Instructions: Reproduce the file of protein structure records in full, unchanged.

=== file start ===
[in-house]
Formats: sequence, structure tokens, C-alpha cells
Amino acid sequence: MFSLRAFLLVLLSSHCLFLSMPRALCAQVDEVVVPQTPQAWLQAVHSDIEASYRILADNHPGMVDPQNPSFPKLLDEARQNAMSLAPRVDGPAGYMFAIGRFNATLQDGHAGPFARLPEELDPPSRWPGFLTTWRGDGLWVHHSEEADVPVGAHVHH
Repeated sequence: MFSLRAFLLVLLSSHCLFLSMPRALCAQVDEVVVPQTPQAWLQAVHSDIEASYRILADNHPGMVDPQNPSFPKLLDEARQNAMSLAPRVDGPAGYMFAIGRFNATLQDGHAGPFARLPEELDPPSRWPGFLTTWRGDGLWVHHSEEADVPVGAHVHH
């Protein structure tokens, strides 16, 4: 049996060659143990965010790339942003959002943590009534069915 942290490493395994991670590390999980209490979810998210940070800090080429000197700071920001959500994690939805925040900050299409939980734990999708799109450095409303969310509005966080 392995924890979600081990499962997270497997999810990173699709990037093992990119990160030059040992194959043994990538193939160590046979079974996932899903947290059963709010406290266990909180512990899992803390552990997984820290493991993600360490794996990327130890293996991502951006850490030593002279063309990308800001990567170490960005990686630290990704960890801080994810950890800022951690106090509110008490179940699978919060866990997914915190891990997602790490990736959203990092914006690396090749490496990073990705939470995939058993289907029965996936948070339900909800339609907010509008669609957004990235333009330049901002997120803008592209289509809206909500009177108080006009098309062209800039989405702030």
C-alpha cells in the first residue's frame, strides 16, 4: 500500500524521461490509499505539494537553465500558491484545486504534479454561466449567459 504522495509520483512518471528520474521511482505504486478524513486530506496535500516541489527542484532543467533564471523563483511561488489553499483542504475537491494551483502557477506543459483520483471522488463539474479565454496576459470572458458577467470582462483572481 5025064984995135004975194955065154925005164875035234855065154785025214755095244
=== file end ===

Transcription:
[in-house]
Formats: sequence, structure tokens, C-alpha cells
Amino acid sequence: MFSLRAFLLVLLSSHCLFLSMPRALCAQVDEVVVPQTPQAWLQAVHSDIEASYRILADNHPGMVDPQNPSFPKLLDEARQNAMSLAPRVDGPAGYMFAIGRFNATLQDGHAGPFARLPEELDPPSRWPGFLTTWRGDGLWVHHSEEADVPVGAHVHH
Repeated sequence: MFSLRAFLLVLLSSHCLFLSMPRALCAQVDEVVVPQTPQAWLQAVHSDIEASYRILADNHPGMVDPQNPSFPKLLDEARQNAMSLAPRVDGPAGYMFAIGRFNATLQDGHAGPFARLPEELDPPSRWPGFLTTWRGDGLWVHHSEEADVPVGAHVHH
């Protein structure tokens, strides 16, 4: 049996060659143990965010790339942003959002943590009534069915 942290490493395994991670590390999980209490979810998210940070800090080429000197700071920001959500994690939805925040900050299409939980734990999708799109450095409303969310509005966080 392995924890979600081990499962997270497997999810990173699709990037093992990119990160030059040992194959043994990538193939160590046979079974996932899903947290059963709010406290266990909180512990899992803390552990997984820290493991993600360490794996990327130890293996991502951006850490030593002279063309990308800001990567170490960005990686630290990704960890801080994810950890800022951690106090509110008490179940699978919060866990997914915190891990997602790490990736959203990092914006690396090749490496990073990705939470995939058993289907029965996936948070339900909800339609907010509008669609957004990235333009330049901002997120803008592209289509809206909500009177108080006009098309062209800039989405702030």
C-alpha cells in the first residue's frame, strides 16, 4: 500500500524521461490509499505539494537553465500558491484545486504534479454561466449567459 504522495509520483512518471528520474521511482505504486478524513486530506496535500516541489527542484532543467533564471523563483511561488489553499483542504475537491494551483502557477506543459483520483471522488463539474479565454496576459470572458458577467470582462483572481 5025064984995135004975194955065154925005164875035234855065154785025214755095244